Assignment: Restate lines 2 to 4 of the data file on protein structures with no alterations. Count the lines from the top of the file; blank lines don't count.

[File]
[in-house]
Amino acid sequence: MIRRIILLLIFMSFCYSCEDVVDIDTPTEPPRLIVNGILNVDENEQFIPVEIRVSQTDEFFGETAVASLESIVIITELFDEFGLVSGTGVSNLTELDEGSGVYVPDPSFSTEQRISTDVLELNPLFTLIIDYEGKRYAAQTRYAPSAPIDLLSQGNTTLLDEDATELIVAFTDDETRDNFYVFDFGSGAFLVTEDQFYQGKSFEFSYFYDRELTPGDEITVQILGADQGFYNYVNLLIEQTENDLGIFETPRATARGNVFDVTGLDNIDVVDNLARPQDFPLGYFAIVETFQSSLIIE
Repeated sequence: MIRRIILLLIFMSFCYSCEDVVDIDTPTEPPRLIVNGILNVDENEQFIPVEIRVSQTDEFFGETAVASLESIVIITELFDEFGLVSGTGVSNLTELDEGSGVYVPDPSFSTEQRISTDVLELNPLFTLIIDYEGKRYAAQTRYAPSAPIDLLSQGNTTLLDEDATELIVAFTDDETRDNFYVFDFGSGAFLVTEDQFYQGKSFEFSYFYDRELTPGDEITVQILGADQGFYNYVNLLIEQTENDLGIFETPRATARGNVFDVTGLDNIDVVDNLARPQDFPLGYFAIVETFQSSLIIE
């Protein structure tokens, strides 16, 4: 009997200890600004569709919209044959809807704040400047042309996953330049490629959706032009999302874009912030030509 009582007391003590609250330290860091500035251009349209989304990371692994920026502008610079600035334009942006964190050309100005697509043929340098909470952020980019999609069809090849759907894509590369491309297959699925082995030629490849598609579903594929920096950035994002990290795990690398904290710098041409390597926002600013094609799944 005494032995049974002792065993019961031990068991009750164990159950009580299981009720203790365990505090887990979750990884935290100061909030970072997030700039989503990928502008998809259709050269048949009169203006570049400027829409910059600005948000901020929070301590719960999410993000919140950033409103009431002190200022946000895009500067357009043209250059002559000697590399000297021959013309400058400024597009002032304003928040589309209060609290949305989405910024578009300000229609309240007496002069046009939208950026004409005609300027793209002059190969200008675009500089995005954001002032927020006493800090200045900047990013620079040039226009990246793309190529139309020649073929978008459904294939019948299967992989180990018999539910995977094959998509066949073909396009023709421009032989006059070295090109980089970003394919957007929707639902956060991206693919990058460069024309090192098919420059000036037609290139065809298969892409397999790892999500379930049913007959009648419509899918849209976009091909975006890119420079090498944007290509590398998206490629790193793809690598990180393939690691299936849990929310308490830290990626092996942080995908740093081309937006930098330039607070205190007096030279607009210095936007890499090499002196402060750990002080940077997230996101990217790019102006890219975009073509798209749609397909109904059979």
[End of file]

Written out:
Amino acid sequence: MIRRIILLLIFMSFCYSCEDVVDIDTPTEPPRLIVNGILNVDENEQFIPVEIRVSQTDEFFGETAVASLESIVIITELFDEFGLVSGTGVSNLTELDEGSGVYVPDPSFSTEQRISTDVLELNPLFTLIIDYEGKRYAAQTRYAPSAPIDLLSQGNTTLLDEDATELIVAFTDDETRDNFYVFDFGSGAFLVTEDQFYQGKSFEFSYFYDRELTPGDEITVQILGADQGFYNYVNLLIEQTENDLGIFETPRATARGNVFDVTGLDNIDVVDNLARPQDFPLGYFAIVETFQSSLIIE
Repeated sequence: MIRRIILLLIFMSFCYSCEDVVDIDTPTEPPRLIVNGILNVDENEQFIPVEIRVSQTDEFFGETAVASLESIVIITELFDEFGLVSGTGVSNLTELDEGSGVYVPDPSFSTEQRISTDVLELNPLFTLIIDYEGKRYAAQTRYAPSAPIDLLSQGNTTLLDEDATELIVAFTDDETRDNFYVFDFGSGAFLVTEDQFYQGKSFEFSYFYDRELTPGDEITVQILGADQGFYNYVNLLIEQTENDLGIFETPRATARGNVFDVTGLDNIDVVDNLARPQDFPLGYFAIVETFQSSLIIE
């Protein structure tokens, strides 16, 4: 009997200890600004569709919209044959809807704040400047042309996953330049490629959706032009999302874009912030030509 009582007391003590609250330290860091500035251009349209989304990371692994920026502008610079600035334009942006964190050309100005697509043929340098909470952020980019999609069809090849759907894509590369491309297959699925082995030629490849598609579903594929920096950035994002990290795990690398904290710098041409390597926002600013094609799944 005494032995049974002792065993019961031990068991009750164990159950009580299981009720203790365990505090887990979750990884935290100061909030970072997030700039989503990928502008998809259709050269048949009169203006570049400027829409910059600005948000901020929070301590719960999410993000919140950033409103009431002190200022946000895009500067357009043209250059002559000697590399000297021959013309400058400024597009002032304003928040589309209060609290949305989405910024578009300000229609309240007496002069046009939208950026004409005609300027793209002059190969200008675009500089995005954001002032927020006493800090200045900047990013620079040039226009990246793309190529139309020649073929978008459904294939019948299967992989180990018999539910995977094959998509066949073909396009023709421009032989006059070295090109980089970003394919957007929707639902956060991206693919990058460069024309090192098919420059000036037609290139065809298969892409397999790892999500379930049913007959009648419509899918849209976009091909975006890119420079090498944007290509590398998206490629790193793809690598990180393939690691299936849990929310308490830290990626092996942080995908740093081309937006930098330039607070205190007096030279607009210095936007890499090499002196402060750990002080940077997230996101990217790019102006890219975009073509798209749609397909109904059979």